noun, plural col·um·bar·i·a [kol-uh m-bair-ee-uh] /ˌkɒl əmˈbɛər i ə/.
Origin of columbarium
Examples from the Web for columbarium
With a powerful lever the soldiers attempted to prise open the door of the columbarium, shaking the edifice on its foundations.The Death of the Gods|Dmitri Mrejkowski
On the road to Assiut is a fine Roman columbarium or dove-cote.
As the niche was like a dove's nest in shape, it was called a "columbarium," the whole tomb a "columbaria."Rambles in Rome|S. Russell Forbes
There is the Roman columbarium, within the Etruscan site; there are the Etruscan tombs bored deep in all the surrounding hills.Studies of Travel: Italy|Edward A. Freeman
Archologists call such a group of tombs a columbarium; (see Fig. 230).Archology and the Bible|George A. Barton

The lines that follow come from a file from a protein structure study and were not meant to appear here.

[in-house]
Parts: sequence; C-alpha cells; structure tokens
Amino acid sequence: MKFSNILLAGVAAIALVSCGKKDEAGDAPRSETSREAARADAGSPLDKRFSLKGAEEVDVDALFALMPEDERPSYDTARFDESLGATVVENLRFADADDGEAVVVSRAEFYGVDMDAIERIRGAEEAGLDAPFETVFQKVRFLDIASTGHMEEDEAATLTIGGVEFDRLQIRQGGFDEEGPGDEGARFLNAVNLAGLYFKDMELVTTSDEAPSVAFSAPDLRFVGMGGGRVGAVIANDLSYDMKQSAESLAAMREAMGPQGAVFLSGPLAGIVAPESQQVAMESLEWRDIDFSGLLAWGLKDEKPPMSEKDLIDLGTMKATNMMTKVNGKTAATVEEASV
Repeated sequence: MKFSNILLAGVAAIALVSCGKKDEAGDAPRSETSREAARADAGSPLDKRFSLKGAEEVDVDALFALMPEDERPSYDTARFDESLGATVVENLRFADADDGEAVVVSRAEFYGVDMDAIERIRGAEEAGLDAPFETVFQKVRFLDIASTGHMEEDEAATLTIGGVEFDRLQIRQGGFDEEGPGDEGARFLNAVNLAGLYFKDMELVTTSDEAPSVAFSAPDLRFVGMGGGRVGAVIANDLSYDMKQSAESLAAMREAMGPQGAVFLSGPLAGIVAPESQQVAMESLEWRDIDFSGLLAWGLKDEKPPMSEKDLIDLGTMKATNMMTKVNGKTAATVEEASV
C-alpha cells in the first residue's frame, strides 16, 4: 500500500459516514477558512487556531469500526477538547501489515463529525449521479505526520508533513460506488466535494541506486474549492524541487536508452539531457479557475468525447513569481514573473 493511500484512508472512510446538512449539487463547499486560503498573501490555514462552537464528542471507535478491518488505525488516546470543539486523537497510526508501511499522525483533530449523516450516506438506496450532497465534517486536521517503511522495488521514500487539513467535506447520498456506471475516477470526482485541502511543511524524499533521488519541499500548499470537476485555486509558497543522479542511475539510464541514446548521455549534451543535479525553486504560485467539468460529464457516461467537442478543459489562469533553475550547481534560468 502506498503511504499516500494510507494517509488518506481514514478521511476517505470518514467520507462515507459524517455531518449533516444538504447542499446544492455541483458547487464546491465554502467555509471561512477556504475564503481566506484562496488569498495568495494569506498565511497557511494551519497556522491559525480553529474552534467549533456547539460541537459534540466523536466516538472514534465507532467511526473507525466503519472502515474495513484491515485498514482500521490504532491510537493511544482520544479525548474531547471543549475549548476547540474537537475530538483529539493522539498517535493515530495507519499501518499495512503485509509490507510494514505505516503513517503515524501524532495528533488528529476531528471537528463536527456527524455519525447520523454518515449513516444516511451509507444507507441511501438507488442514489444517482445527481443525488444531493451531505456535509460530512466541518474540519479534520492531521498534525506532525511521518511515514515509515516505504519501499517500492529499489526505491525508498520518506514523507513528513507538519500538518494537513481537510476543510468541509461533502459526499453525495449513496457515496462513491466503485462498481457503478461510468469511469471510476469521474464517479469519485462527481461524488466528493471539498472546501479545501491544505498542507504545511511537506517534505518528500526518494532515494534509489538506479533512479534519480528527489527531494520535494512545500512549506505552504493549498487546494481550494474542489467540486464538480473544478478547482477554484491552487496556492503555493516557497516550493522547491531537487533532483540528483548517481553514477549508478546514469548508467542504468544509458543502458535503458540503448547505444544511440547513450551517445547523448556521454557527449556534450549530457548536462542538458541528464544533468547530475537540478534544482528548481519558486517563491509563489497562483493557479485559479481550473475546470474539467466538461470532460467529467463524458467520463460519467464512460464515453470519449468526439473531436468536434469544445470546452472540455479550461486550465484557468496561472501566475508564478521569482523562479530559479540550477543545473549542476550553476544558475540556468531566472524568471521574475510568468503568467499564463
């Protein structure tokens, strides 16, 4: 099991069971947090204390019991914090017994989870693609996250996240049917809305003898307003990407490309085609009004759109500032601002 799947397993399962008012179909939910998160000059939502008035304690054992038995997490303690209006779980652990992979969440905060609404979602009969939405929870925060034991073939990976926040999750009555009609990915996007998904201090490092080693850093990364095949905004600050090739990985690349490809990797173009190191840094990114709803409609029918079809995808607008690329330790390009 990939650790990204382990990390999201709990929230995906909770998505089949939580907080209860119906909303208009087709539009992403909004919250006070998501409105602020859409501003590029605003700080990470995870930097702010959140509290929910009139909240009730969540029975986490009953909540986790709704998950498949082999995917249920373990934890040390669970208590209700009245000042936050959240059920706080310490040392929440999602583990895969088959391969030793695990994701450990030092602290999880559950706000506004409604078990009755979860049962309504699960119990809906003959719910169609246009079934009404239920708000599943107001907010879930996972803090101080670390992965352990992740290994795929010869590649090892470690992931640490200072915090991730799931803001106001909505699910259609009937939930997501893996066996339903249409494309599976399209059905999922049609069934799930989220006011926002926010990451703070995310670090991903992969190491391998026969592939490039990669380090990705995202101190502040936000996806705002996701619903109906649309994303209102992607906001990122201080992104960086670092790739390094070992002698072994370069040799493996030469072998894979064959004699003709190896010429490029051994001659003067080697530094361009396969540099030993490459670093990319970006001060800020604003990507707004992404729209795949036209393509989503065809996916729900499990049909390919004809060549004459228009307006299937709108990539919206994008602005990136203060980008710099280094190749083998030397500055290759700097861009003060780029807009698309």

British Dictionary definitions for columbarium
noun plural -ia (-ɪə)
Word Origin for columbarium
Word Origin and History for columbarium
"subterranean sepulchre in ancient Roman places with niches for urns holding remains," neuter of Latin columbarius, "dove-cote" (so called from resemblance), literally "pertaining to doves;" from columba "dove." Literal sense of "dove-cote" is attested in English from 1881.